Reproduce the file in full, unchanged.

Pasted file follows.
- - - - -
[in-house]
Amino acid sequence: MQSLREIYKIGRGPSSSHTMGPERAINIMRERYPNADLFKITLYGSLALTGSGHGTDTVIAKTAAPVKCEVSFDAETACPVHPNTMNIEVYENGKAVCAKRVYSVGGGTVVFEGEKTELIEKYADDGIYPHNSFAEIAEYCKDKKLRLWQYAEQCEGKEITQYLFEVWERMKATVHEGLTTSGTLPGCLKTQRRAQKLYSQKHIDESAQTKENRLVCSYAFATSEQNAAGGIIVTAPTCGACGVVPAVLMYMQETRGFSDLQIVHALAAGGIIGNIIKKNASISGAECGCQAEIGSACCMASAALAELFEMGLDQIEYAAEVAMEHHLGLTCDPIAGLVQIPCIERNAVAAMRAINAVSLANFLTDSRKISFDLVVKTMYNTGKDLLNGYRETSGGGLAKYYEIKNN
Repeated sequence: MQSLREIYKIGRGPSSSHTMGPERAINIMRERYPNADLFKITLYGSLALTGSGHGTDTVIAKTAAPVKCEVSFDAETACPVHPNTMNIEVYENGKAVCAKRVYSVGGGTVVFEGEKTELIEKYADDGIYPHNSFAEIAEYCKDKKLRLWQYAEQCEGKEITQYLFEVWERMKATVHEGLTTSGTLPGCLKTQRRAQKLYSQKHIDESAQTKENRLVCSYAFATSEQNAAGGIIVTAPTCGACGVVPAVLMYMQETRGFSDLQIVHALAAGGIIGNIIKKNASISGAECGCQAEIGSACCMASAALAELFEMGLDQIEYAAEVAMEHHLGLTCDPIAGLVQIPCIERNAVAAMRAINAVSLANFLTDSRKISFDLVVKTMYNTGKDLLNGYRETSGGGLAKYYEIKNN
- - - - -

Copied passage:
[in-house]
Amino acid sequence: MQSLREIYKIGRGPSSSHTMGPERAINIMRERYPNADLFKITLYGSLALTGSGHGTDTVIAKTAAPVKCEVSFDAETACPVHPNTMNIEVYENGKAVCAKRVYSVGGGTVVFEGEKTELIEKYADDGIYPHNSFAEIAEYCKDKKLRLWQYAEQCEGKEITQYLFEVWERMKATVHEGLTTSGTLPGCLKTQRRAQKLYSQKHIDESAQTKENRLVCSYAFATSEQNAAGGIIVTAPTCGACGVVPAVLMYMQETRGFSDLQIVHALAAGGIIGNIIKKNASISGAECGCQAEIGSACCMASAALAELFEMGLDQIEYAAEVAMEHHLGLTCDPIAGLVQIPCIERNAVAAMRAINAVSLANFLTDSRKISFDLVVKTMYNTGKDLLNGYRETSGGGLAKYYEIKNN
Repeated sequence: MQSLREIYKIGRGPSSSHTMGPERAINIMRERYPNADLFKITLYGSLALTGSGHGTDTVIAKTAAPVKCEVSFDAETACPVHPNTMNIEVYENGKAVCAKRVYSVGGGTVVFEGEKTELIEKYADDGIYPHNSFAEIAEYCKDKKLRLWQYAEQCEGKEITQYLFEVWERMKATVHEGLTTSGTLPGCLKTQRRAQKLYSQKHIDESAQTKENRLVCSYAFATSEQNAAGGIIVTAPTCGACGVVPAVLMYMQETRGFSDLQIVHALAAGGIIGNIIKKNASISGAECGCQAEIGSACCMASAALAELFEMGLDQIEYAAEVAMEHHLGLTCDPIAGLVQIPCIERNAVAAMRAINAVSLANFLTDSRKISFDLVVKTMYNTGKDLLNGYRETSGGGLAKYYEIKNN